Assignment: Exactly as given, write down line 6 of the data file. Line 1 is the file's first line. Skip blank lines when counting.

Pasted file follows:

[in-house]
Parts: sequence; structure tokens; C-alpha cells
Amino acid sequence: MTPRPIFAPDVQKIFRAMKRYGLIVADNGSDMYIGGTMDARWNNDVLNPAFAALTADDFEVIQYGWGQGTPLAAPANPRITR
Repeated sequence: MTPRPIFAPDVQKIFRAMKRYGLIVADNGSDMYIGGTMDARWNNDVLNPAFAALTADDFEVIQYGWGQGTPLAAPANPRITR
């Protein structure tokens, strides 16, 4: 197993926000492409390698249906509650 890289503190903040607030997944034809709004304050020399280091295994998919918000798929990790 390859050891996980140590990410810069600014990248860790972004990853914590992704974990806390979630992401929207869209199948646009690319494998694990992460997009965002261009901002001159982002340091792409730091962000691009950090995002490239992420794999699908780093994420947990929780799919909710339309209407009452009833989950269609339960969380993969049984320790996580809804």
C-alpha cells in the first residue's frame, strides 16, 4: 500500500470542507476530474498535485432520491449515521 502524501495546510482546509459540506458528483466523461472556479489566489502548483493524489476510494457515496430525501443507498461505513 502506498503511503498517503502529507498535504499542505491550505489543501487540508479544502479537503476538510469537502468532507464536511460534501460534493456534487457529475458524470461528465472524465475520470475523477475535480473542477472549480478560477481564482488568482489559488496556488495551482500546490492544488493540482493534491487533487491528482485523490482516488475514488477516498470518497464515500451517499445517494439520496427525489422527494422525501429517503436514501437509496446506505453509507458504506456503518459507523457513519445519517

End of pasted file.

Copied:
C-alpha cells in the first residue's frame, strides 16, 4: 500500500470542507476530474498535485432520491449515521 502524501495546510482546509459540506458528483466523461472556479489566489502548483493524489476510494457515496430525501443507498461505513 502506498503511503498517503502529507498535504499542505491550505489543501487540508479544502479537503476538510469537502468532507464536511460534501460534493456534487457529475458524470461528465472524465475520470475523477475535480473542477472549480478560477481564482488568482489559488496556488495551482500546490492544488493540482493534491487533487491528482485523490482516488475514488477516498470518497464515500451517499445517494439520496427525489422527494422525501429517503436514501437509496446506505453509507458504506456503518459507523457513519445519517